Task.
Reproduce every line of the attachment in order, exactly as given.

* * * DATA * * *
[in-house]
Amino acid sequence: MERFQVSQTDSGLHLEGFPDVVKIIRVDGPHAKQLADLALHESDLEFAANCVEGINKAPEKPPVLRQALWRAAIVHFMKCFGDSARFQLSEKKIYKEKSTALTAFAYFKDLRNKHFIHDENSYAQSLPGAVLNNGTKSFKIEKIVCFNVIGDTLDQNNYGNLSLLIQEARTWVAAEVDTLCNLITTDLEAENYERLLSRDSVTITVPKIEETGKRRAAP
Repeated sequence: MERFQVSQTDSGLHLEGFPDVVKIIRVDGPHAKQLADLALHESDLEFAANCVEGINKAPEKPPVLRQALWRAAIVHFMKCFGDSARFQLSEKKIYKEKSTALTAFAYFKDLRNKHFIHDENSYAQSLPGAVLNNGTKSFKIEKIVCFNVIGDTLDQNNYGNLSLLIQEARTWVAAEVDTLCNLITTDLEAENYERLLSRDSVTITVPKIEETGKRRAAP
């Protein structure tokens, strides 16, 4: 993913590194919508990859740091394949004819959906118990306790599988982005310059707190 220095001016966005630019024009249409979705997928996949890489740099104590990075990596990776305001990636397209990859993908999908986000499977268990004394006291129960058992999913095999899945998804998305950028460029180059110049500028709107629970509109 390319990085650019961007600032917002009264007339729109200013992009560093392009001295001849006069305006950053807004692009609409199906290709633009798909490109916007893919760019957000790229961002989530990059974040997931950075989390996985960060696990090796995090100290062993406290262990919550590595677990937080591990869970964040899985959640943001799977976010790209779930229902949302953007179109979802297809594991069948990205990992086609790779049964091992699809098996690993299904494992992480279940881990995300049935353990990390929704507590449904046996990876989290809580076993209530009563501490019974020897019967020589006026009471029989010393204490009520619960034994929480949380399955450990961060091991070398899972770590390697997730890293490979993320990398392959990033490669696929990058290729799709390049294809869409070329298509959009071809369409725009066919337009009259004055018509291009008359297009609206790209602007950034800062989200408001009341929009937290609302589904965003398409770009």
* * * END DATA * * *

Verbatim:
[in-house]
Amino acid sequence: MERFQVSQTDSGLHLEGFPDVVKIIRVDGPHAKQLADLALHESDLEFAANCVEGINKAPEKPPVLRQALWRAAIVHFMKCFGDSARFQLSEKKIYKEKSTALTAFAYFKDLRNKHFIHDENSYAQSLPGAVLNNGTKSFKIEKIVCFNVIGDTLDQNNYGNLSLLIQEARTWVAAEVDTLCNLITTDLEAENYERLLSRDSVTITVPKIEETGKRRAAP
Repeated sequence: MERFQVSQTDSGLHLEGFPDVVKIIRVDGPHAKQLADLALHESDLEFAANCVEGINKAPEKPPVLRQALWRAAIVHFMKCFGDSARFQLSEKKIYKEKSTALTAFAYFKDLRNKHFIHDENSYAQSLPGAVLNNGTKSFKIEKIVCFNVIGDTLDQNNYGNLSLLIQEARTWVAAEVDTLCNLITTDLEAENYERLLSRDSVTITVPKIEETGKRRAAP
């Protein structure tokens, strides 16, 4: 993913590194919508990859740091394949004819959906118990306790599988982005310059707190 220095001016966005630019024009249409979705997928996949890489740099104590990075990596990776305001990636397209990859993908999908986000499977268990004394006291129960058992999913095999899945998804998305950028460029180059110049500028709107629970509109 390319990085650019961007600032917002009264007339729109200013992009560093392009001295001849006069305006950053807004692009609409199906290709633009798909490109916007893919760019957000790229961002989530990059974040997931950075989390996985960060696990090796995090100290062993406290262990919550590595677990937080591990869970964040899985959640943001799977976010790209779930229902949302953007179109979802297809594991069948990205990992086609790779049964091992699809098996690993299904494992992480279940881990995300049935353990990390929704507590449904046996990876989290809580076993209530009563501490019974020897019967020589006026009471029989010393204490009520619960034994929480949380399955450990961060091991070398899972770590390697997730890293490979993320990398392959990033490669696929990058290729799709390049294809869409070329298509959009071809369409725009066919337009009259004055018509291009008359297009609206790209602007950034800062989200408001009341929009937290609302589904965003398409770009």